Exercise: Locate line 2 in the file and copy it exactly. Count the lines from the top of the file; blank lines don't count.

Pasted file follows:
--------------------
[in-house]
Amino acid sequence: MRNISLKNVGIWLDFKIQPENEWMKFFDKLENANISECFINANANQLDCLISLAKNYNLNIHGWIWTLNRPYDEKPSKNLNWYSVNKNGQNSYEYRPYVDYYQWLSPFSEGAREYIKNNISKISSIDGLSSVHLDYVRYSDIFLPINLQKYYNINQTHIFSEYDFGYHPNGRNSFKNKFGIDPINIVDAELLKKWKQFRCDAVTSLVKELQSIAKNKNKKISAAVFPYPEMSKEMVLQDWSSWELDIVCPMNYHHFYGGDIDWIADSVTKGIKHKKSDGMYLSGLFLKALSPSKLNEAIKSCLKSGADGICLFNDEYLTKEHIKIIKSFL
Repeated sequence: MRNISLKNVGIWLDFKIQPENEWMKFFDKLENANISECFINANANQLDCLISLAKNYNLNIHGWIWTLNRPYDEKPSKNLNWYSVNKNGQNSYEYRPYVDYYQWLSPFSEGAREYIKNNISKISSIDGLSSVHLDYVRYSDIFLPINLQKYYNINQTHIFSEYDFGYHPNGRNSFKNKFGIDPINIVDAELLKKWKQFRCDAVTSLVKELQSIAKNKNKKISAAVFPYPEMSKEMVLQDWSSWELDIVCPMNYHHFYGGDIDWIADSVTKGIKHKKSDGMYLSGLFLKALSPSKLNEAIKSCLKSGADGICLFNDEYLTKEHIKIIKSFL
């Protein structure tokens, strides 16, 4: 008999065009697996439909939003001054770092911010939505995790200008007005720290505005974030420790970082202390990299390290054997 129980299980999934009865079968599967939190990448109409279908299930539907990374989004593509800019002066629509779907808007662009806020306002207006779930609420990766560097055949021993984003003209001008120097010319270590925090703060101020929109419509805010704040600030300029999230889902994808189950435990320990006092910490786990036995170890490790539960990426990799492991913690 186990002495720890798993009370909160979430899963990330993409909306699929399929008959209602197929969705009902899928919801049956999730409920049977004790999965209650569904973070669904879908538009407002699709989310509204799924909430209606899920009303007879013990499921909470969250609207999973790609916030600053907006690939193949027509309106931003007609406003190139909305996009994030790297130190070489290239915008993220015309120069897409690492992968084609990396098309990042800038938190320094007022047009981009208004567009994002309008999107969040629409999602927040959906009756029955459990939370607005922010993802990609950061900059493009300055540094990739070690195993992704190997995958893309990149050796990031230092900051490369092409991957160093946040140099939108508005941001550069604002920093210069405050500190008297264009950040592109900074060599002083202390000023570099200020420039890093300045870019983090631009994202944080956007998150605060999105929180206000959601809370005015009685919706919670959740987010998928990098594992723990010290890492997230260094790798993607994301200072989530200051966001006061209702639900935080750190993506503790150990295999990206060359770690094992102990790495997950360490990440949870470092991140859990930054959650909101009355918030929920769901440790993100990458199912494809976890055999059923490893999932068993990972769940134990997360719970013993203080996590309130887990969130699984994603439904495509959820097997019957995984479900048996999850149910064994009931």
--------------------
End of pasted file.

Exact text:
Amino acid sequence: MRNISLKNVGIWLDFKIQPENEWMKFFDKLENANISECFINANANQLDCLISLAKNYNLNIHGWIWTLNRPYDEKPSKNLNWYSVNKNGQNSYEYRPYVDYYQWLSPFSEGAREYIKNNISKISSIDGLSSVHLDYVRYSDIFLPINLQKYYNINQTHIFSEYDFGYHPNGRNSFKNKFGIDPINIVDAELLKKWKQFRCDAVTSLVKELQSIAKNKNKKISAAVFPYPEMSKEMVLQDWSSWELDIVCPMNYHHFYGGDIDWIADSVTKGIKHKKSDGMYLSGLFLKALSPSKLNEAIKSCLKSGADGICLFNDEYLTKEHIKIIKSFL